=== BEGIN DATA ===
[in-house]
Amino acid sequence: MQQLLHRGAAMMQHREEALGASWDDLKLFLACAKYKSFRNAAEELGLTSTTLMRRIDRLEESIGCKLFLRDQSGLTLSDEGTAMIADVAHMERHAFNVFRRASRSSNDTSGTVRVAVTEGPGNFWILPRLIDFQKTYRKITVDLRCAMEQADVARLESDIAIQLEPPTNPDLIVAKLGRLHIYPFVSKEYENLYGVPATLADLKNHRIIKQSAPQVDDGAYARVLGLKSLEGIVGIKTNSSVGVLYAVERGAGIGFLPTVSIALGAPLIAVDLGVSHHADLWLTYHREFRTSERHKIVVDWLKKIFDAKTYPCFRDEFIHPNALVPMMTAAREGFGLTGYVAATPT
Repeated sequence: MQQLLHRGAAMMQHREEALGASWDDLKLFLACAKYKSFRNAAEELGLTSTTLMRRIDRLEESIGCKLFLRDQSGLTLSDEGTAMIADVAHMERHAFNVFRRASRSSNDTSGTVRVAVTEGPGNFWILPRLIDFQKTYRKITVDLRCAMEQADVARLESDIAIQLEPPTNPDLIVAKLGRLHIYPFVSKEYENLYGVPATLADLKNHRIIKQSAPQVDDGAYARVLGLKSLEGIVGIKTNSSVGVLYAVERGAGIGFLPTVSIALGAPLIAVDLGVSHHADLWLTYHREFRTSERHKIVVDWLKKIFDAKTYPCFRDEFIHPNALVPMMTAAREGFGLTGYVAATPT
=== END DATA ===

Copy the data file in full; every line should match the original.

[in-house]
Amino acid sequence: MQQLLHRGAAMMQHREEALGASWDDLKLFLACAKYKSFRNAAEELGLTSTTLMRRIDRLEESIGCKLFLRDQSGLTLSDEGTAMIADVAHMERHAFNVFRRASRSSNDTSGTVRVAVTEGPGNFWILPRLIDFQKTYRKITVDLRCAMEQADVARLESDIAIQLEPPTNPDLIVAKLGRLHIYPFVSKEYENLYGVPATLADLKNHRIIKQSAPQVDDGAYARVLGLKSLEGIVGIKTNSSVGVLYAVERGAGIGFLPTVSIALGAPLIAVDLGVSHHADLWLTYHREFRTSERHKIVVDWLKKIFDAKTYPCFRDEFIHPNALVPMMTAAREGFGLTGYVAATPT
Repeated sequence: MQQLLHRGAAMMQHREEALGASWDDLKLFLACAKYKSFRNAAEELGLTSTTLMRRIDRLEESIGCKLFLRDQSGLTLSDEGTAMIADVAHMERHAFNVFRRASRSSNDTSGTVRVAVTEGPGNFWILPRLIDFQKTYRKITVDLRCAMEQADVARLESDIAIQLEPPTNPDLIVAKLGRLHIYPFVSKEYENLYGVPATLADLKNHRIIKQSAPQVDDGAYARVLGLKSLEGIVGIKTNSSVGVLYAVERGAGIGFLPTVSIALGAPLIAVDLGVSHHADLWLTYHREFRTSERHKIVVDWLKKIFDAKTYPCFRDEFIHPNALVPMMTAAREGFGLTGYVAATPT